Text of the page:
Kowalik T. (2001): Spory wokół Nowej Trzeciej Drogi, Warszawa.
Kristofik M. (2003): Ideove a programove vymedzenie strany SMER, on-line: (http://www.cepsr.cz/clanek.php?ID=80), 20.02.2003.
La Palombara J. (1987): Democracy Italian Style, Yale University Press, in: Croci O. (2001): Berlusconi’s Triumph. Language and politics in Italy: from Moro to Berlusconi, in: “Journal of Modern Italian Studies”, Vol. 6 (3).
Lees-Marshment J. (2001a): The product, sales and market oriented-party. How Labour learnt to market the product, not just a presentation, “Journal of Marketing”, Vol. 35, No. 9/10.
Lees-Marshment J. (2001b): The marriage of Politics and Marketing, “Political Studies”, Vol. 49.
Lehmbruch G. (1977): Liberal Corporatism and Party Government, “Comparative Political Studies”, No. 10/1.
Lewis P.G. (2000): Political Parties in Post-Communist Eastern Europe, Routledge, London-New York.
Lippmann, W. (1927) The Phantom Public. New York: Macmillan, quoted in: E. P. Bucy – K. S. Gregson (2001): Media participation. A legitimizing mechanism of mass democracy, in: “New media & society”, Vol. 3 (3), p. 361.
Mair P. (1997): Party System Change, Approaches and Interpretations, Oxford.
Mazur M. (2005): Marketing polityczny: studium porównawcze prezydenckich kampanii wyborczych w USA i w Polsce, Warszawa.
Muszyński J. (1999): Marketing polityczny, Warszawa.
Muszyński J. (2002): Leksykon marketingu politycznego, Wrocław.
Newman B. (1996): The Marketing of the President: Political Marketing as Campaign Strategy, Sage, Thousand Oaks.
Newman, B. I. (1999): The Handbook of Political Marketing. London, Sage, pp. 259-282, in: Lilleker D. G. – Negrine R.: Mapping a market-orientation: can we only detect political marketing through the lens of hindsight? , on-line: (http://sherpa.bl.uk/10/01/PMLillekerNegrine.pdf), 10.04.2006.
Niffenegger P. (1989): Strategies for success from the political marketers, „Journal of Consumer Marketing”, Vol. 6, No. 1.
O’Cass A. (1996): Political marketing and the marketing concept, „European Journal of Marketing”, Vol. 30, No. 10-11, pp. 45-61.
Panebianco A. (1988): Political Parties: Organization and Power, Cambridge, in: Gunther R. – Ramón-Montero J. – Linz J. J. (2002): Political Parties Old Concepts and New Challenges, Oxford University Press.
Parks T. (1992): Italian Neighbours or a Lapsed Anglo-Saxon in Verona, New York, Fawcett Columbine Books, in: Osvaldo Croci, O. (2001): Berlusconi’s Triumph. Language and politics in Italy: from Moro to Berlusconi, in: “Journal of Modern Italian Studies”, Vol. 6 (3).
Pawełczyk P. – Piontek D. (1999): Socjotechnika w komunikowaniu politycznym, Poznań.
Pedersen M. N. (1982): Towards a New Typology of Party Lifespans and Minor Parties, SPS, Vol. 5 (1), in: Antoszewski A. – Herbut R. (1996): Systemy partyjne w Europie Zachodniej – ciągłość i zmiana. Studium porównawcze, Wrocław.
Pietraś Z. J. (1995): Decydowanie polityczne, Warszawa-Kraków.
Römmele A. (2003): Political Parties, Party Communication and New Information and Communication Technologies, “Party Politics”, Vol. 9. No. 1.
Sackman A. (1996): The learning curve towards New Labour: Nail Kinnock’s corporate party 1983-1992, „European Journal of Marketing”, Vol. 30, No. 10-11, pp. 147-58.
Sartori G. (1976): Parties and Party Systems. A Framework for Analysis, London: Cambridge University Press, in: Roemmle A. (2003): Political Parties, Party Communication and new Information and Communication Technologies, “Party Politics”, Vol. 9. No. 1.
Sartori G. (1998): Teoria demokracji, Warszawa.
Scammell, M. (1995): Designer Politics. London, Macmillan, in: Lilleker D.G. – Negrine R.: Mapping a market-orientation: can we only detect political marketing through the lens of hindsight?, on-line: (http://sherpa.bl.uk/10/01/ PMLillekerNegrine.pdf), 10.04.2006.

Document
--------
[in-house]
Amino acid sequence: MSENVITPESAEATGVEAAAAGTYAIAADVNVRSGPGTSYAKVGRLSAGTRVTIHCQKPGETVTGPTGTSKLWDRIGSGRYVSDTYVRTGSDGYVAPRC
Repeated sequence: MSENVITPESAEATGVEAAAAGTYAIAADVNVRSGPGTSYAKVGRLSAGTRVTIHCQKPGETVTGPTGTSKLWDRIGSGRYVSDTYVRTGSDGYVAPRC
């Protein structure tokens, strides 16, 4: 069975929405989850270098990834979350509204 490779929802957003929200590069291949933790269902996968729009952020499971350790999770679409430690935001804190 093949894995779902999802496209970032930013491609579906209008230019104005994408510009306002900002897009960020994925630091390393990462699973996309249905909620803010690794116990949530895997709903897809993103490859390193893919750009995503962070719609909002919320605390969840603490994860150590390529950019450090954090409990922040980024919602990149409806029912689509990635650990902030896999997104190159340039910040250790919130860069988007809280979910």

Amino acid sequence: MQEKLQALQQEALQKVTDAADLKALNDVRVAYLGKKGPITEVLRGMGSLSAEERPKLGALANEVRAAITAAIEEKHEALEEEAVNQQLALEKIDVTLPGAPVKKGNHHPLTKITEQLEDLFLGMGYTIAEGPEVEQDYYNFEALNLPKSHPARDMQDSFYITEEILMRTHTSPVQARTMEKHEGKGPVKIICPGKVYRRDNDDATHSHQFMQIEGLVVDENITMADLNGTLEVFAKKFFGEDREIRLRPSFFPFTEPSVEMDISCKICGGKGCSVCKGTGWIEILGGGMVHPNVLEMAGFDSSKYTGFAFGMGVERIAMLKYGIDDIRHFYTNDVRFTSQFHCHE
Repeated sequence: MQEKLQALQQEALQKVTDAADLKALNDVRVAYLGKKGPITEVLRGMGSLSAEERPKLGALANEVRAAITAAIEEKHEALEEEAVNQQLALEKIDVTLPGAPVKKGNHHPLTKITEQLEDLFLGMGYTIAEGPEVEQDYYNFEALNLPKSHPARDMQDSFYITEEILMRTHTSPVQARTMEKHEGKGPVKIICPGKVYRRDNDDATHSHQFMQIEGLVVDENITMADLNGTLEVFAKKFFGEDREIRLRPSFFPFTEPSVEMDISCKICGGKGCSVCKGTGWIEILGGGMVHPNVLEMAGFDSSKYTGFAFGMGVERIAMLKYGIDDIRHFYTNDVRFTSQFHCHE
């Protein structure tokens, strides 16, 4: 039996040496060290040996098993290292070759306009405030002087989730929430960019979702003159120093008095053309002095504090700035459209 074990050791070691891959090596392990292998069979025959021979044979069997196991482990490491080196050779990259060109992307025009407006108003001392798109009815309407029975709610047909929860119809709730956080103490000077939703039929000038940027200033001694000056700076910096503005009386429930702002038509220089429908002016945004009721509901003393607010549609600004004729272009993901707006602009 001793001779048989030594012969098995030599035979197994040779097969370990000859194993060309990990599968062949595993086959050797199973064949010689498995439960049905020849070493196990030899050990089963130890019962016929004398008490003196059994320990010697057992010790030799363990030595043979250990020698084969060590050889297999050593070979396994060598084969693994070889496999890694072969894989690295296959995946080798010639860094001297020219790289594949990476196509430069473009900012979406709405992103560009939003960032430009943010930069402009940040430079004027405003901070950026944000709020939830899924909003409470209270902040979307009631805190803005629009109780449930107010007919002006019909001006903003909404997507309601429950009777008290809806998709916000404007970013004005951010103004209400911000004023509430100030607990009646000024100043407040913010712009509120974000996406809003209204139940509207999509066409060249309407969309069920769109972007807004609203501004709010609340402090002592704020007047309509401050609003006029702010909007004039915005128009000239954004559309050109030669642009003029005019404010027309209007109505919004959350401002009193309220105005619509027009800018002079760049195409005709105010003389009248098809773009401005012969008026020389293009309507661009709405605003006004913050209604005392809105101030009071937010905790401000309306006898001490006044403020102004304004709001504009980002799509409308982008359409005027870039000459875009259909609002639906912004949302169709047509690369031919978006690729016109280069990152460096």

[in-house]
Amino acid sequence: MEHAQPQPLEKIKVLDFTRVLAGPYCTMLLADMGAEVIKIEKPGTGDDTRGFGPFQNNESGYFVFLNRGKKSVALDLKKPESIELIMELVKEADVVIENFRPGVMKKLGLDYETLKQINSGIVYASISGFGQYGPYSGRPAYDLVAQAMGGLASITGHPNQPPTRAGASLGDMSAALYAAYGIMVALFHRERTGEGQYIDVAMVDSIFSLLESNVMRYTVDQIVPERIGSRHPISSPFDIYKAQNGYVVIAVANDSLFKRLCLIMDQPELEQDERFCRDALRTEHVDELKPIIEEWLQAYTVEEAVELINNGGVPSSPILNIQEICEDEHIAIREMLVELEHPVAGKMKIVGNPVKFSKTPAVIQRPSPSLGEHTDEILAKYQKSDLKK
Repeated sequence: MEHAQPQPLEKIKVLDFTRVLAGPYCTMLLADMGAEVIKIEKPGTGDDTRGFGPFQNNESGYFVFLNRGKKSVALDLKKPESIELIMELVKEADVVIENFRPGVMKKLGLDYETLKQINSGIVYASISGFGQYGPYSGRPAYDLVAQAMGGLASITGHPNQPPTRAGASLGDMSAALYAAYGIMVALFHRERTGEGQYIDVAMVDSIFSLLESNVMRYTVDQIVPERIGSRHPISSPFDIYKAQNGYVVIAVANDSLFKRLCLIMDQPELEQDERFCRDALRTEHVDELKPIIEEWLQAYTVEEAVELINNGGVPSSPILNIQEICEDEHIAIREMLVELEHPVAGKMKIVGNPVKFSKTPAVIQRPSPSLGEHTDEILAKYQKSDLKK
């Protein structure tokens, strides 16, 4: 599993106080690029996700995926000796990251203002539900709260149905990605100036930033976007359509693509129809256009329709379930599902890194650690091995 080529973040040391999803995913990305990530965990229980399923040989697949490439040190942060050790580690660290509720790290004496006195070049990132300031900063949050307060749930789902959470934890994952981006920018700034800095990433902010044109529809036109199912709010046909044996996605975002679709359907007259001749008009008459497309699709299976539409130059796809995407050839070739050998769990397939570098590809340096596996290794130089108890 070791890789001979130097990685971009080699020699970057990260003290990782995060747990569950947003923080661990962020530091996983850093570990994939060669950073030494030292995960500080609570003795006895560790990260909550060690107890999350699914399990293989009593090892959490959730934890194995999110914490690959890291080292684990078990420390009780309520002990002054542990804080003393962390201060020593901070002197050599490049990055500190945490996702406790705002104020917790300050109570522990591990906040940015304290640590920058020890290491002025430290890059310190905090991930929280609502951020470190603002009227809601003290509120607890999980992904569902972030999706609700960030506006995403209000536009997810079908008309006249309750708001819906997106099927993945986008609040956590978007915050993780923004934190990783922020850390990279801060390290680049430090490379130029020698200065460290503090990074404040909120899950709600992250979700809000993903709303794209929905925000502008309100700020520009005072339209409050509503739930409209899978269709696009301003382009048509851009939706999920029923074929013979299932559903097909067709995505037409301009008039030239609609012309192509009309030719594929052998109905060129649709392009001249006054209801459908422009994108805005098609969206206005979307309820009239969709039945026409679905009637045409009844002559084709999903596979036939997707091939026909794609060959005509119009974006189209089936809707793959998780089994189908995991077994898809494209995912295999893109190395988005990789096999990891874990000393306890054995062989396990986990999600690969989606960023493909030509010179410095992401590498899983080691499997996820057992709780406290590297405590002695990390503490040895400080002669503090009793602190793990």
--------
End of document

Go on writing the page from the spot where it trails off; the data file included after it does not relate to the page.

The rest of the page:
Schattschneider E. E. (1942): Party Government. New York, in: Dalton R.J. (ed., 2002): Parties Without Partisans. Political Change in Advanced Industrial Democracies, Oxford University Press.
Slovenske volby 2002 – prekroceni Rubikonu?, in: roc. IV, c. 4, podzim 2002, p.1.
Staniszkis J. (2001): Postkomunizm. Próba opisu, Gdańsk.
Szczerbiak A. (2001): Cartelisation in Post-Communist Politics: State Party Funding in Post-1989 Poland, in: “Perspectives on European Politics and Society”, Vol. 2:3.
Tambini D. (1999): New media and democracy. The civic networking movement, in: “New media & society”, Vol. 1 (3).
Thomas M. J. (ed., 1998): Podręcznik marketingu, Warszawa.
Tokraczyk R. (1998): Współczesne doktryny polityczne, Zakamycze.
Ware A. (1996): Political Parties and Party Systems, Oxford University Press.
Wiszniowski R. (2000): Marketing wyborczy: studium kampanii wyborczych w systemach prezydenckich i semiprezydenckich. Finlandia, Francja, Polska, Stany Zjednoczone, Wrocław.
Wring D. (1994-1995): Political marketing and organisational development: the case of the Labour Party in Britain, „Research Paper in Management Studies”, No 12.
Wring D. (1996): Political marketing and party development in Britain: a „secret history”, „European Journal of Marketing”, Vol. 30, No. 10-11.

Press

"Kto będzie rządził na Litwie?" Monday, 25 October 2004, PAP 14:05.
“Narodna obroda”, 30.11.1999.
Duharvel A., in: L’Espresso, 25 March 1994; “Corriere della Sera”, 1 April 1994; “L’Europeo”, 6 April 1994; “L’Indipendente”, 7 July 1994.
Gianni P., La Stampa, 9 June 1994.
Jędrysik M. – Wojciechowski M. (2003): Dwugłowiec. Wklęsły i wypukły, in: „Gazeta Wyborcza”, 08.12.2003.
Komar J. J.: W niedzielę druga tura wyborów na Litwie Uspaskich goni głosy, „Gazeta Wyborcza”, 23.10.2004-24.10.2004.
Mannheimer R.: Il marketing del Cavaliere, “Corriere della Sera”, 6 August 1998.
Milewicz E. – Sandecki M.: Ponad podziałami.pl, in: „Gazeta Wyborcza”, 09.05.2005.
Sartori G., ”Il Manifesto”, 21 May 1994.
Zagrodzka D.: Niemcy w strachu i rozchwianiu, in: ”Gazeta Wyborcza”, 24-25.09.2005.


2-3 / VIII / jaro-léto 2006 / spring-summer 2006Články / ArticlesTisk / PrintDownload



    ISSN 1212-7817

Recenzovaný on-line časopis
vydává Mezinárodní politologický
ústav Fakulty sociálních studií, Masarykova univerzita

A peer-reviewed on-line journal
issued by the International Institute
of Political Science of the Faculty of Social Studies, Masaryk University

    Ročník XVII / Volume XVII (2015)
Archiv/Archive...   
    Hledání / Search
  
    Adresa / Address
    Partneři / Partnership









    Zazařeno v databázích / Abstracting and indexing








 
WEBaction